Thus, as discussed above, once an isopeptide protein has been identified, produced, or de novo designed which is capable of spontaneously forming an isopeptide bond, this may be used in the present invention to develop/produce a peptide tag and binding partner pair which will reconstitute by covalently bonding to each other.

The term "peptide tag" as used herein generally refers to a small peptide fragment which may or may not be designed or derived directly from the isopeptide protein. Thus, although the peptide tag can be based upon a sequence of a fragment of an isopeptide protein, it is possible that the sequence of the peptide tag may vary from the sequence of the isopeptide protein or a fragment thereof which is used to design the binding partner. Particularly, the binding partner derived from an isopeptide protein may be used to screen a peptide library to identify a peptide tag which binds thereto with greater efficiency than a peptide tag based entirely on the sequence of a fragment of the isopeptide protein. Thus the peptide tag may or may not be homologous to a fragment of the isopeptide protein. ln this respect, a peptide tag may be between 5-50 amino acids in length e.g. from 10, 20, 30, 40 to 50 amino acids in length and may bind covalently via an isopeptide bond to a binding partner as defined below which is derived from an isopeptide protein. Thus, the peptide tag may comprise one reactive residue involved in an isopeptide bond in the isopeptide protein used to design the binding partner (and the binding partner may comprise the other reactive residue involved in that bond). Hence, the peptide tag preferably may be 5-50 amino acids in length, binds covalently via an isopeptide bond to a binding partner as defined below (which is derived from an isopeptide protein and which comprises one reactive residue from an isopeptide bond of the isopeptide protein) and comprises the other reactive residue from the isopeptide bond in the isopeptide protein used to design the binding partner. If the peptide tag is fused to another polypeptide or protein, then the length of the fusion protein (i.e. the peptide tag and protein) may be greater than 50 amino acids in length. However, the peptide tag portion of the fusion will typically be 5-50 amino acids, as discussed above.

A peptide tag therefore does not consist of the entire protein sequence of an isopeptide protein and is shorter in length. Thus, a peptide tag may comprise less than 5, 10, 20, 30, 40 or 50% of the number of amino acid residues present in the isopeptide protein and may comprise mutations or alterations as compared to the isopeptide protein's corresponding sequence.

If a peptide tag is directly designed using an isopeptide protein then, the peptide tag may (i) comprise or consist of a fragment of an isopeptide protein wherein the fragment is at least 5 amino acids in length or a sequence with at least 50% identity to the fragment e.g. with at least 55, 60, 65, 70, 75, 80, 85, 90, 95, 96, 97, 98 or 99% identity, and (ii) is less than 50 amino acids in length.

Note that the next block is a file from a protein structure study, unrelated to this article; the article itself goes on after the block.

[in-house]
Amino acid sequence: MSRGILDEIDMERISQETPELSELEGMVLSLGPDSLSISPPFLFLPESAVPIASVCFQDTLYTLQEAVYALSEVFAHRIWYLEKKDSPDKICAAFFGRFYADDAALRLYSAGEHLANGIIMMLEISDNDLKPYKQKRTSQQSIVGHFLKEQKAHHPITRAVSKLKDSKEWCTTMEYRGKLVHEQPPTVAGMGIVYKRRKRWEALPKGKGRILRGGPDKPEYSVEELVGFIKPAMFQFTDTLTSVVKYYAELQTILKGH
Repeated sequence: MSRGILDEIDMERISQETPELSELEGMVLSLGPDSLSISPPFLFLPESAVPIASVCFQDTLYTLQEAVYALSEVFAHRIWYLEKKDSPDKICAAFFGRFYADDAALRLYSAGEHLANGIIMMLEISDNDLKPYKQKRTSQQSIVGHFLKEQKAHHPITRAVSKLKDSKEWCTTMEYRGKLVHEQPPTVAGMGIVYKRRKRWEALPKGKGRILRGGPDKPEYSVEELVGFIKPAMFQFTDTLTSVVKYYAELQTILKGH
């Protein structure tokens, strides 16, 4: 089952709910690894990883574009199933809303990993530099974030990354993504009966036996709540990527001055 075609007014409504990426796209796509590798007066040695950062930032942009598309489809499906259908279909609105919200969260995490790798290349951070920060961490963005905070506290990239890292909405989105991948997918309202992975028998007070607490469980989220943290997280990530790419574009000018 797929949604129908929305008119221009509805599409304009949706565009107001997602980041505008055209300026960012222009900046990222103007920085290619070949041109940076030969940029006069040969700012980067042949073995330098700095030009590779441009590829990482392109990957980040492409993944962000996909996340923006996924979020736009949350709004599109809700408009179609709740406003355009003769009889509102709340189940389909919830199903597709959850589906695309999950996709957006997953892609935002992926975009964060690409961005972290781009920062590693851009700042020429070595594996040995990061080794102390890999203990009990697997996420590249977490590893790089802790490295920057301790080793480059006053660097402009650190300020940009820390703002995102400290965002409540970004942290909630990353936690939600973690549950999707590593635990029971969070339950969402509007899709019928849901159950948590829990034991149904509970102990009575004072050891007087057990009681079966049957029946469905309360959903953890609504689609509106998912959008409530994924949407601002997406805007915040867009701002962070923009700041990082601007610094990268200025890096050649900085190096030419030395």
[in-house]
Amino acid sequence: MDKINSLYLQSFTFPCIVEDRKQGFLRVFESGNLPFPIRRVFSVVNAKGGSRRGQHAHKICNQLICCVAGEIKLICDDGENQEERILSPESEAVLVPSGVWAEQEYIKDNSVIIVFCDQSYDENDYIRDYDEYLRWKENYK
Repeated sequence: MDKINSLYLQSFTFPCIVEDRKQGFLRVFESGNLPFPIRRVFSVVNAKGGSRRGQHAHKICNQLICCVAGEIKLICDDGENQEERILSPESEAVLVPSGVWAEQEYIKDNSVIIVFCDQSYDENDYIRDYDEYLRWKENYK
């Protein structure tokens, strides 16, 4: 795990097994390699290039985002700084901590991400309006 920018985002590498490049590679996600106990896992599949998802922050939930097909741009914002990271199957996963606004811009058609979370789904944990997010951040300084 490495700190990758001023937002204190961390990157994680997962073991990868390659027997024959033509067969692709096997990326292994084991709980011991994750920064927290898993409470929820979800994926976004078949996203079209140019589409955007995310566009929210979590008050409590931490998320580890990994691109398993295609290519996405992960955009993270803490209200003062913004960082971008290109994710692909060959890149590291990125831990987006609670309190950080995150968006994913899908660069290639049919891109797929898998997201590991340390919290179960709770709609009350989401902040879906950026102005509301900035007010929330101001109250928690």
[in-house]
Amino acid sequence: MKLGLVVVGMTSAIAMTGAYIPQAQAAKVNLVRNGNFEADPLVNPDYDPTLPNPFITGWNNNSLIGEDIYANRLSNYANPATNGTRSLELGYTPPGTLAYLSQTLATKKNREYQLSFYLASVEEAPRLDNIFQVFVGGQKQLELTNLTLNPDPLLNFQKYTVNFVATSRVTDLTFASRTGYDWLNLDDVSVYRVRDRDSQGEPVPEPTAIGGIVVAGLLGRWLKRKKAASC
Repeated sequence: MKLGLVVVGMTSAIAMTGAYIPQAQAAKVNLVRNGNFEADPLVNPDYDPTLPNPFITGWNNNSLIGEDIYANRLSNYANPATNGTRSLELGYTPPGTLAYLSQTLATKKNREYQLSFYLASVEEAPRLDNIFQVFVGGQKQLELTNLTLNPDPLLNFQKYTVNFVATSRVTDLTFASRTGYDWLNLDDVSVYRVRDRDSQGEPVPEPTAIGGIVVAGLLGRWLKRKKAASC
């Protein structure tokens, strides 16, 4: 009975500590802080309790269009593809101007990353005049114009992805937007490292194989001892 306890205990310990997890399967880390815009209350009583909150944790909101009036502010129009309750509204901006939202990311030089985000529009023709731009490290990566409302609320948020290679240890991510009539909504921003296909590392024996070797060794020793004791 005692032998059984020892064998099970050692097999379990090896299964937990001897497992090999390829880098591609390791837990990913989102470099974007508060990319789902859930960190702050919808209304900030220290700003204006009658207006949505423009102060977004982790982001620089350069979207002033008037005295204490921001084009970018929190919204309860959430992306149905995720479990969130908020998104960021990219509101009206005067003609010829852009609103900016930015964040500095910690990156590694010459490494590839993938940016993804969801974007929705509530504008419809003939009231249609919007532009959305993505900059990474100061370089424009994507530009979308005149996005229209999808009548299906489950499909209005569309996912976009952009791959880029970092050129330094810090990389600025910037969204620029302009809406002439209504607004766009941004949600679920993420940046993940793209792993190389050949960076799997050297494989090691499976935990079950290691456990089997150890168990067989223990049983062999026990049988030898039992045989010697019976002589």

The peptide tag may comprise or consist of a fragment of the isopeptide protein which is at least 5 amino acids in length e.g. at least 6, 7, 8, 9, 10, 11, 12, 13, 14, 15, 16, 17, 18 or 19 amino acids in length.

As discussed above, the peptide tag may consist of less than 50 amino acid residues, for example less than 50, 40, 30, 20 or 10 amino acid residues.

Particularly, the peptide tag may consist of 3, 4, 5, 6, 7, 8, 9, 10, 11 , 12, 13, 14, 15, 16, 17, 18 or 19 amino acid residues. The small size of the peptide tag may allow its use in labelling proteins of interest and/or may prevent the peptide tag from interfering with the function or activity of the protein of interest. Thus, proteins of interest which are labelled with small peptide tags may have the same structure, folding and function as proteins of interest which are unlabelled. As discussed above, the fusions between the peptide tag and another protein or polypeptide may be greater in length than 50 amino acids but the peptide tag portion is as defined previously.

As previously discussed, the peptide tag should be able to covalently bind to a binding partner developed from the isopeptide protein via an isopeptide bond spontaneously. In this respect, the peptide tag preferably comprises one of the reactive amino acid residues involved in the formation of an isopeptide bond in the isopeptide protein. Hence, preferably the peptide tag does not comprise the other reactive residue involved in the formation of the isopeptide bond. The peptide tag comprises only one reactive residue from the isopeptide bond and does not comprise both reactive residues involved. Further, if the peptide tag comprises a fragment of the isopeptide protein which is modified or mutated, it is preferred that the reactive residue in that fragment remains unchanged. Thus, a peptide tag may (i) comprise or consist of a fragment of an isopeptide protein wherein the fragment is at least 5 amino acids in length or a sequence with at least 50% identity to the fragment e.g. with at least 55, 60, 65, 70, 75, 80, 85, 90, 95, 96, 97, 98 or 99% identity, (ii) is less than 50 amino acids in length and (iii) comprises one reactive residue involved in the isopeptide bond in the isopeptide protein.